New Rules and relevent information

Changes to rules for motorcycles used for riding tests

The European Union Commission is to introduce new rules for motorcycles that can be used on test. They are due to come into effect at the end of 2013.

An amendment to the Third Driving Licence Directive will change the existing criteria. (Further details)

For Category A it increases engine power from 40kW (approx 54 bhp) to 50 kW (approx 67 bhp). It also includes a minimum weight of 180 kg unladen mass weight. We understand from the Commission that this means “kerb weight”. The change means that the range of motorcycles available will reduce. We estimate that around 10% of vehicles listed against the existing Third Driving Licence Directive minimum test vehicle (MTV) requirements for Category A will be affected.

We did not support this change at such a late stage and raised concerns about the impact this would have on the industry. However, we were in the minority seeking a longer period for implementation from the Commission, and we have not been able to secure any longer period than the end of 2013.

It is still possible the Commission’s plans will change as they are subject to EU Council and European Parliament approval.

The changes to the rules decrease the minimum kW output for A2 motorcycles from 25kW (approx 33.5 bph) to 20 KW (approx 27bph) which will increase the range of motorcycles available. The earliest these changes will come into effect will also be the end of 2013. So there will be a period when the more restrictive provisions of the original directive (for example the 25kW minimum engine power for medium sized motorcycles) take effect before the amendments are put in place.

In summary:

  • the rules for categories A2 and A have been updated to confirm the 5cc tolerance on engine capacity
  • a power to weight ratio (as distinct from engine displacement) to cater for electric motorcycles is included; and
  • a change to the minimum engine power (kW) for medium sized motorcycles (Category A2) with a decrease from 25 kW to 20kW;and
  • a change for the largest of motorcycles (Category A) with an increase from 40kW to 50 kW. For Category A, the directive also includes a minimum weight of 180 kg unladen mass weight)

Changes to rules for motorcycles used for riding tests table

Licence category Min. speed (km/h) Engine displacement(cm3)* Power to weight ratio if powered by an electric motor Power (kW)**
Min. Max. Min. Max.
AM 4
A1 90kph Min 120 0.08 0.1 11
A2 *** Min 395 0.15 0.2 20 35
A **** Min 595 0.25 50

Motorcycle test and training

The Department is reviewing the motorcycle test and is working with trainers and rider groups to consider alternative ways of providing a motorcycle test that maintains UK riding standards and improves accessibility and safety of the test candidates, while meeting the requirements of the European Directive. The aim is to devise changes to the motorcycle test that will enable us to deliver a single event test that can be carried out on the road, as far as possible, in all parts of Great Britain.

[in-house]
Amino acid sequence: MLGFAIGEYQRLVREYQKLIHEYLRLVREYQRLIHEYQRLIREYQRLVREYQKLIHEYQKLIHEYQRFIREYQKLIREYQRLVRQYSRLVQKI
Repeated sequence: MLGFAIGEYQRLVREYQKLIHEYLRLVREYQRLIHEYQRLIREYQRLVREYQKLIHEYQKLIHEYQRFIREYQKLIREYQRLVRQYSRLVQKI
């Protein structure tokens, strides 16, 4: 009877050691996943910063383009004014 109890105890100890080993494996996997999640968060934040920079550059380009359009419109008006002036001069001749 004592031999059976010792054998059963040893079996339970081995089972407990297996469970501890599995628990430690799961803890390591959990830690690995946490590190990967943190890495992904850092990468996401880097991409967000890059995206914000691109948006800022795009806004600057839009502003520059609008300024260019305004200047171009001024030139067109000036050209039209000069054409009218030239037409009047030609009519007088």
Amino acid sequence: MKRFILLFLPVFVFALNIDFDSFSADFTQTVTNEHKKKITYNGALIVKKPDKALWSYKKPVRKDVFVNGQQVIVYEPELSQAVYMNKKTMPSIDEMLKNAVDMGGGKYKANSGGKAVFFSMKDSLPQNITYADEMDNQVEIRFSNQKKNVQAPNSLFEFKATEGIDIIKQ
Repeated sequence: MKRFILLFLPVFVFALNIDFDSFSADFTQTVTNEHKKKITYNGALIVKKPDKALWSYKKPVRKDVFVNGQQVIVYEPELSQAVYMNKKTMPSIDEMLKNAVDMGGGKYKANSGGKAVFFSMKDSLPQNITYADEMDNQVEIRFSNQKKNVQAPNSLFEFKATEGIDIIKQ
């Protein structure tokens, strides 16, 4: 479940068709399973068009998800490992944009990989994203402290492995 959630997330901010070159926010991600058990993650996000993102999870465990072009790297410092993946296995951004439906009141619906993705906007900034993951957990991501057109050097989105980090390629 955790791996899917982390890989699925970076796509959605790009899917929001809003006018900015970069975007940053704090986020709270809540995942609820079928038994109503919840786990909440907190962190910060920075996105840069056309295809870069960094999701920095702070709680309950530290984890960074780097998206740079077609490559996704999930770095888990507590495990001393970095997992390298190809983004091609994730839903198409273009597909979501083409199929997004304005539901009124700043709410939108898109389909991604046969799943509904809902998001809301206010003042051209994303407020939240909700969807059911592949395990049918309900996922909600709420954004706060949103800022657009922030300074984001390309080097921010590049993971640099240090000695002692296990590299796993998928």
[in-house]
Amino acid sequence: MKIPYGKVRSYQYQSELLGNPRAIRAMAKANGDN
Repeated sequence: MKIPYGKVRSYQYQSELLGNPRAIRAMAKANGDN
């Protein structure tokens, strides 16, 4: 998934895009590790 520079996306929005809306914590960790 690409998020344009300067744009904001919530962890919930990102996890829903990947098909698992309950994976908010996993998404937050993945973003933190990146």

Meanwhile, the existing module one manoeuvres test was amended on 16 May 2011, to address some of the concerns raised in the review about the content of the test, in existing locations.

The Driving Standards Agency (DSA) is also taking forward broader improvements to the way the motorcycle training is delivered, to ensure that riders are equipped to ride safely and to raise standards in the training industry. This is in line with similar moves regarding car driver training.

Subject to these trials, there will be a public consultation on any proposals for changing the motorcycle test, with the aim to implement a new test during Winter 2012/13.

THINK! motorcycling

The THINK! motorcycling strategy aims to create empathy between car drivers and motorcyclists, whilst at the same time raising awareness about the steps that can be taken by both parties to avoid crashes. Car drivers are encouraged to notice motorcyclists on the road by thinking more about the person riding the motorcycle.

Motorcyclists are encouraged to take steps to manage and reduce their own personal risk through wearing appropriate safety gear and taking up further training. The latest THINK! campaign ‘named riders’ aims to raise awareness of motorcyclists by humanising them in the eyes of drivers.

Research shows that empathy with motorcyclists is important. Drivers with relatives who ride motorcycles have been reported to have fewer collisions with motorcyclists and have better observation skills in regard to motorcycles.

Motorcycle helmets

SHARP, the safety helmet assessment and rating programme, tests and rates motorcycle helmets to a higher safety standard than the basic CE standard they all must meet. The SHARP rating system helps riders make a more informed choice when choosing a helmet.